The Alor-Pantar Languages
The Alor-Pantar (AP) languages are a group of 15-20 non-Austronesian (“Papuan”) languages spoken on several islands in eastern Indonesia. They are of special interest because they have no established genetic relatives. A relationship to the Trans New Guinea family has been proposed, but remains highly disputed, due to the lack of language documentation. Documention of these languages has recently begun, but the material has yet to be analyzed in a rigorous fashion, and the theoretical linguistic community is largely unaware of these data. The implications for language classification, migration patterns, and morphosyntactic and semantic typology remain largely unexplored.
The project (2009-2012) greatly expanded the documentation and theoretical analyses of the AP languages, collecting high quality archival data to deepen our understanding of human language. It was divided into three Individual Projects: Extended Documentation, Word Class Typology and Linguistic Prehistory. The aims of Extended Documentation are (a) to study the spatial reference system of five of the AP languages, focusing on demonstrative systems, locative constructions, and landscape and toponymic terms; (ii) to document the numeral systems, investigating the structure and distribution of numerals, ordinals and numeral classifiers, the concepts they encode, their historical source, and their functional and lexical properties. Word Class Typology aims to investigate (i) the continuum between word classes and grammatical features; (ii) how morphosyntactic categories evolve from diffuse pragmatic and syntactic conditions; (iii) several particularly unusual morphosyntactic phenomena of the AP languages. Linguistic Prehistory aims to provide quantitative evidence for the genetic position of the AP languages, based on bottom-up reconstruction using the comparative method.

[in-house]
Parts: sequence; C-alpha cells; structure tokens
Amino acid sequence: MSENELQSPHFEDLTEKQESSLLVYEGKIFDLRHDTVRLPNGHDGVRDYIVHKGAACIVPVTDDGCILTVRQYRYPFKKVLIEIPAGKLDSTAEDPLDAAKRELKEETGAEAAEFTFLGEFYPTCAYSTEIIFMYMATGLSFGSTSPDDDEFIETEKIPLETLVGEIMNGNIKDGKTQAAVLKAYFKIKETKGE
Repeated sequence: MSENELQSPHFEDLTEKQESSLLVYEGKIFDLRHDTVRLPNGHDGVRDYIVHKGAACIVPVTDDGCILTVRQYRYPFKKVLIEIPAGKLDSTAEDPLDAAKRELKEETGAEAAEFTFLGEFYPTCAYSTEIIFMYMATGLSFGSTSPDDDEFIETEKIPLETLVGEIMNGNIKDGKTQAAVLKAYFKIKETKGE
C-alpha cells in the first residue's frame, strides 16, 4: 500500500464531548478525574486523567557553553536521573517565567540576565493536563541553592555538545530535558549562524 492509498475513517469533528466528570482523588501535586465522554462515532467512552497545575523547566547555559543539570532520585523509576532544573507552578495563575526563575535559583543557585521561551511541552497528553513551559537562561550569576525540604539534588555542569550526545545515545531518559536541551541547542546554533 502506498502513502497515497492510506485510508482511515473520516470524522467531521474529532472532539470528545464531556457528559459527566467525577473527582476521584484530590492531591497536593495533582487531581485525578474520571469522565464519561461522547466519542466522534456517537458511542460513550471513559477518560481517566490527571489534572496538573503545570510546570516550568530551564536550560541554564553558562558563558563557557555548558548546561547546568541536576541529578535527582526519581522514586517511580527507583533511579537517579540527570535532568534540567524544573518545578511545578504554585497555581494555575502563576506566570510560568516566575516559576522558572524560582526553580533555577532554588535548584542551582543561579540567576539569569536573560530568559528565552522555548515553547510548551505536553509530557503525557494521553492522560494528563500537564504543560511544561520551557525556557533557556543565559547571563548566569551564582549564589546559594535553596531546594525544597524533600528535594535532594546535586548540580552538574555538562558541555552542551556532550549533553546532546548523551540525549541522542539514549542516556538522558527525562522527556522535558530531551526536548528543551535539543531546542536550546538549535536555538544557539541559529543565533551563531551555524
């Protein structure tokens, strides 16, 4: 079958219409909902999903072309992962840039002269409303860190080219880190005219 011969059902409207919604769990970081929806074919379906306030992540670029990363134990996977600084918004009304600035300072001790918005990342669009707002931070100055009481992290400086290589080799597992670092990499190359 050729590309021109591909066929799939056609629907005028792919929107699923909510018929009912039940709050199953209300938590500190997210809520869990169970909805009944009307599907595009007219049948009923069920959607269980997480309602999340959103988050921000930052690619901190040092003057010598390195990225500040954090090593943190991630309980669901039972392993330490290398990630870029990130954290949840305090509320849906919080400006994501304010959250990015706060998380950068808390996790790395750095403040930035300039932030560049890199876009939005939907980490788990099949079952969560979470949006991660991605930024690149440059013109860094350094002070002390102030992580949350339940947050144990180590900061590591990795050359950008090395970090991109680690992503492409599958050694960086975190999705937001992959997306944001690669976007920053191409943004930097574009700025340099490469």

Now is a crucial time for this work: the AP languages are severely endangered but still have sufficient vitality to provide additional supporting documentation without difficulty. The quality of AP language data is likely to decline significantly over the next two decades as language shift progresses.
Publications and Data
Comprehensive results from this project are freely available in an open-access publication edited by project co-PI Marian Klamer. The Alor-Pantar Languages: History and typology can be freely downloaded from Language Sciences Press.
Primary documentation can be accessed via the LAISEANG repository at The Language Archive,
The EuroBABEL programme -- Better Analysis Based on Endangered Languages -- was a three-year initiative of the European Science Foundation (2009-2012) which sought to more fully integrate the documentation of endangered languages into linguistic research. The programme linked 22 individual research projects gathered into five teams of researchers from nine different countries. These projects undertook empirical research on under-documented endangered languages in order to challenge and refine ideas about linguistic structure.